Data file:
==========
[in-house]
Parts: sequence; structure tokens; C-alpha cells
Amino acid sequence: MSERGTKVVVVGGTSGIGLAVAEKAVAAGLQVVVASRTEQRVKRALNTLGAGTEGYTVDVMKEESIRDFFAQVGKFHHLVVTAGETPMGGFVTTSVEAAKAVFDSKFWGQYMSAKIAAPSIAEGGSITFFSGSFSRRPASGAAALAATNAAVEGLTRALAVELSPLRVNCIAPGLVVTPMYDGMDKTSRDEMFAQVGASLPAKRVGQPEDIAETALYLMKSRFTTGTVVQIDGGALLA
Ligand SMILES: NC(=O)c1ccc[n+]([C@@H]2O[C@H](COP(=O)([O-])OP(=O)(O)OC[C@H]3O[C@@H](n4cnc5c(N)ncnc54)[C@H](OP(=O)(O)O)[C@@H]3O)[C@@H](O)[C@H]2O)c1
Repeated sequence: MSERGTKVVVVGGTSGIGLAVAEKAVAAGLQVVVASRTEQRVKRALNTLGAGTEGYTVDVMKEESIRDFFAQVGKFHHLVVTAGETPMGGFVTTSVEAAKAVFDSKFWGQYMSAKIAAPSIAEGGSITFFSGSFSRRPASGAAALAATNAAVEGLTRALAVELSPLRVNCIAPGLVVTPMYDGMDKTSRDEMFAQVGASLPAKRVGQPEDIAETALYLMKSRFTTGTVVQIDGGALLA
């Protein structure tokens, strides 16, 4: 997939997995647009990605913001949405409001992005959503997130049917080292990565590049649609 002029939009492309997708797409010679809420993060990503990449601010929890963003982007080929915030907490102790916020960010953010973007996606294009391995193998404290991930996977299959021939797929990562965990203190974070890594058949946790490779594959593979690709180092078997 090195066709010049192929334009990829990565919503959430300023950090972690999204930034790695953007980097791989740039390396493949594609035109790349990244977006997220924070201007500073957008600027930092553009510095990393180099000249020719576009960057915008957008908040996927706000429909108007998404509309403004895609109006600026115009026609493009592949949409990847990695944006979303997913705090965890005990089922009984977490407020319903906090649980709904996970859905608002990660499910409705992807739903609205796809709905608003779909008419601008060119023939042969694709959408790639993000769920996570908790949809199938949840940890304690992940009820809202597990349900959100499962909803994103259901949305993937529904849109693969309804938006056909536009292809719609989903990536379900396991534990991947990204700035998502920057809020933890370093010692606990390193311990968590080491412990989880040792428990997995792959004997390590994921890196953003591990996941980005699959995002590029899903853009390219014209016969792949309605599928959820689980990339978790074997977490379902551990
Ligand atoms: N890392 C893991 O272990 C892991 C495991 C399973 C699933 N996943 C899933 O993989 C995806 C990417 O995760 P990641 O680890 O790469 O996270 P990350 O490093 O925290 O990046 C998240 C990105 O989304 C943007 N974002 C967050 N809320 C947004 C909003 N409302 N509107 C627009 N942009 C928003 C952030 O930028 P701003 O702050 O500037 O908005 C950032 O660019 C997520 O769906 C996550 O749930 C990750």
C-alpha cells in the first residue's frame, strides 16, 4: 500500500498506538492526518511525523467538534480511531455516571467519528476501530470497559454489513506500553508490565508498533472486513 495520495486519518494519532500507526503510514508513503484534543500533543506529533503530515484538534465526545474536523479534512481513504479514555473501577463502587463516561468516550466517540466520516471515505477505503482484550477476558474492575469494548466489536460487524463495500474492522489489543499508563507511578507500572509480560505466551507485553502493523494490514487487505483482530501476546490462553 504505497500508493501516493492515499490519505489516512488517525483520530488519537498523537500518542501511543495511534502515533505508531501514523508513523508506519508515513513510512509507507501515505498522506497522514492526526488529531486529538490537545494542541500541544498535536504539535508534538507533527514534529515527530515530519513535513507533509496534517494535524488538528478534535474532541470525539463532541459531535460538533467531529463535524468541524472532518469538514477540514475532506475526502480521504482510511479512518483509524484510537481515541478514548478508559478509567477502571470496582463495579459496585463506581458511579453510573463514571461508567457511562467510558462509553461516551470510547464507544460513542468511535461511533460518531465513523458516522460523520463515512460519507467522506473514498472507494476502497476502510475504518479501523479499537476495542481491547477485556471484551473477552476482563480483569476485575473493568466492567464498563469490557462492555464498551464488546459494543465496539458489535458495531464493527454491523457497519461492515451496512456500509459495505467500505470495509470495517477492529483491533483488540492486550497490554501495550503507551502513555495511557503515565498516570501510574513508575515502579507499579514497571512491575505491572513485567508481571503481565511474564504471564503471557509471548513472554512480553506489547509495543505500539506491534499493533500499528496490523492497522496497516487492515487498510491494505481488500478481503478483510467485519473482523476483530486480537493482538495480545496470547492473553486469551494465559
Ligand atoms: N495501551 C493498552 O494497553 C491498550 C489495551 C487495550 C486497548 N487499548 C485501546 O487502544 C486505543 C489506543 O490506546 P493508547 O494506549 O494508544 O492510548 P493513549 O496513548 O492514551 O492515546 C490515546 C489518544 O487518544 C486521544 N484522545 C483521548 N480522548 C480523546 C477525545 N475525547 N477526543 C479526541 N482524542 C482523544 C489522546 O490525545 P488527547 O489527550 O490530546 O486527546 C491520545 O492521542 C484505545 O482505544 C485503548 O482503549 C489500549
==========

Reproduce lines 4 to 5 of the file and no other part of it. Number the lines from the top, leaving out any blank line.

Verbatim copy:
Ligand SMILES: NC(=O)c1ccc[n+]([C@@H]2O[C@H](COP(=O)([O-])OP(=O)(O)OC[C@H]3O[C@@H](n4cnc5c(N)ncnc54)[C@H](OP(=O)(O)O)[C@@H]3O)[C@@H](O)[C@H]2O)c1
Repeated sequence: MSERGTKVVVVGGTSGIGLAVAEKAVAAGLQVVVASRTEQRVKRALNTLGAGTEGYTVDVMKEESIRDFFAQVGKFHHLVVTAGETPMGGFVTTSVEAAKAVFDSKFWGQYMSAKIAAPSIAEGGSITFFSGSFSRRPASGAAALAATNAAVEGLTRALAVELSPLRVNCIAPGLVVTPMYDGMDKTSRDEMFAQVGASLPAKRVGQPEDIAETALYLMKSRFTTGTVVQIDGGALLA